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Clammy Groundcherry

Physalis heterophylla

Family: Solanaceae (so-lan-AY-see-ee) (Info)
Genus: Physalis (fy-SAL-is) (Info)
Species: heterophylla (het-er-oh-FIL-uh) (Info)
Synonym:Physalis ambigua

Category:

Perennials

Foliage Color:

Unknown - Tell us

Bloom Characteristics:

Flowers are good for drying and preserving

Water Requirements:

Unknown - Tell us

Where to Grow:

Unknown - Tell us

Height:

18-24 in. (45-60 cm)

Spacing:

Unknown - Tell us

Hardiness:

USDA Zone 4a: to -34.4 C (-30 F)

USDA Zone 9b: to -3.8 C (25 F)

Sun Exposure:

Full Sun

Light Shade

Danger:

Parts of plant are poisonous if ingested

Bloom Color:

Pale Yellow

Chartreuse (Yellow-Green)

Bloom Time:

Late Spring/Early Summer

Mid Summer

Foliage:

Deciduous

Velvet/Fuzzy-Textured

Other details:

May be a noxious weed or invasive

Soil pH requirements:

5.6 to 6.0 (acidic)

7.9 to 8.5 (alkaline)

Patent Information:

Unknown - Tell us

Propagation Methods:

By dividing the rootball

From seed; direct sow after last frost

Seed Collecting:

Remove fleshy coating on seeds before storing

Unblemished fruit must be significantly overripe before harvesting seed; clean and dry seeds

Regional

This plant has been said to grow in the following regions:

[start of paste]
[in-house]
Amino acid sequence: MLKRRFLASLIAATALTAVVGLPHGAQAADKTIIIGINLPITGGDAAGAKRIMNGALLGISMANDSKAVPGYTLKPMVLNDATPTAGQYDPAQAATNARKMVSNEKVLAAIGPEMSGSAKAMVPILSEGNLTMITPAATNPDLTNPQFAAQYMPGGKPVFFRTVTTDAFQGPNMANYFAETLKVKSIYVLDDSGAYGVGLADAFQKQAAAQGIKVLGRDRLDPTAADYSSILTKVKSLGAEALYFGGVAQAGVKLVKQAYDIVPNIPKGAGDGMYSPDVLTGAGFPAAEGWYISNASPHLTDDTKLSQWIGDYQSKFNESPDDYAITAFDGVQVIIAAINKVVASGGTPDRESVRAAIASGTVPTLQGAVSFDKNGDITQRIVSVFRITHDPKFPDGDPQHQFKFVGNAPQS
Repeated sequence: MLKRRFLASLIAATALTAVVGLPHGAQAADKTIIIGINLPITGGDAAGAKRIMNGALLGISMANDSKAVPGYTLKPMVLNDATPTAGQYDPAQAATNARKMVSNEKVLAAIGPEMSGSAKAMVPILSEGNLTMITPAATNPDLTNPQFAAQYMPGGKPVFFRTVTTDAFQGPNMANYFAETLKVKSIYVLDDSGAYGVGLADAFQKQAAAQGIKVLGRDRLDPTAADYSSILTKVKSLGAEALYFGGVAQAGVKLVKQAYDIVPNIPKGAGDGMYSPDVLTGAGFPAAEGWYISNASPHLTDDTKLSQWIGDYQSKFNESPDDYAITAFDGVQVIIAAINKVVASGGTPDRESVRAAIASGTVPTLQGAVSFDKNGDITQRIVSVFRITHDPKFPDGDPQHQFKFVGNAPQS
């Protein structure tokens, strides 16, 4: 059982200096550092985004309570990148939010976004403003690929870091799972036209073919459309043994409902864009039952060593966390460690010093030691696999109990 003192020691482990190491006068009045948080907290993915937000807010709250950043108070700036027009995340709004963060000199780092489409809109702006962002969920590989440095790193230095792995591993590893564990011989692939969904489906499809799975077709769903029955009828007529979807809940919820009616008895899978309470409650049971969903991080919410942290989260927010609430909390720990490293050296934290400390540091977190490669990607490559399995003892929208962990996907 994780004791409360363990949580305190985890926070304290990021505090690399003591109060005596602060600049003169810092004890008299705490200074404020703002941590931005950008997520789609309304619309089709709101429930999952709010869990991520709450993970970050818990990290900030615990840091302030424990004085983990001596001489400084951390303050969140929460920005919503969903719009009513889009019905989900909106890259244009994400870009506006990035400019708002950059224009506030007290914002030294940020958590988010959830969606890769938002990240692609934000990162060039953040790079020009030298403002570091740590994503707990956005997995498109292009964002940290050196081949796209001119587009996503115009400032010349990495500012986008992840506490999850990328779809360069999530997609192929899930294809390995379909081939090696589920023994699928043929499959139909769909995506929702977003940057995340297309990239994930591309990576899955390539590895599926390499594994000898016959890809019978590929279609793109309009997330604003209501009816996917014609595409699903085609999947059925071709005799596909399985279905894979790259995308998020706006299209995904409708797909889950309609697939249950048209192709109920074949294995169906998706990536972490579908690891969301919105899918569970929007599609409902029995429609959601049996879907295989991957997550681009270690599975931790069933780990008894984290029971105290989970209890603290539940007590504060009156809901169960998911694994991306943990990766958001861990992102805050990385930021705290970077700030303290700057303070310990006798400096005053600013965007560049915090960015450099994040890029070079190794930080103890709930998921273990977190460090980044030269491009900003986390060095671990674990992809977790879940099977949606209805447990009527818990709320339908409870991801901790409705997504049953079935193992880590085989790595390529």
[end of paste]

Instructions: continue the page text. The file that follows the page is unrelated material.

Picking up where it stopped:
Cornelia, Georgia

Halifax, Massachusetts

Dover, New Hampshire

Carlisle, Pennsylvania

Brandon, South Dakota

Gardeners' Notes:

1
positive
0
neutrals
0
negatives
RatingContent
Positive

On Dec 10, 2015, shule from New Plymouth, ID (Zone 4a) wrote:

I haven't grown this yet, but I've read about it on a few sites.

It's supposed to be a perennial. (This article says it can handle zone 4a.) Anyway, it has rhizomes, kind of like Physalis alkekengi, but it looks kind of like Aunt Molly's ground cherry. It's said to taste like a mix between a pineapple and a tomato. Seeds are supposed to grow quite quickly and readily.

Amishland Heirloom Seeds claims to sell it, or perhaps a variety of it, called Ammon Martin's ground cherry (Physalis heterophylla Nees); aka Juddekaersche, Wintercherry, Husk Cherry, Strawberry Husk Cherry. They don't mention its perennial nature there, though.

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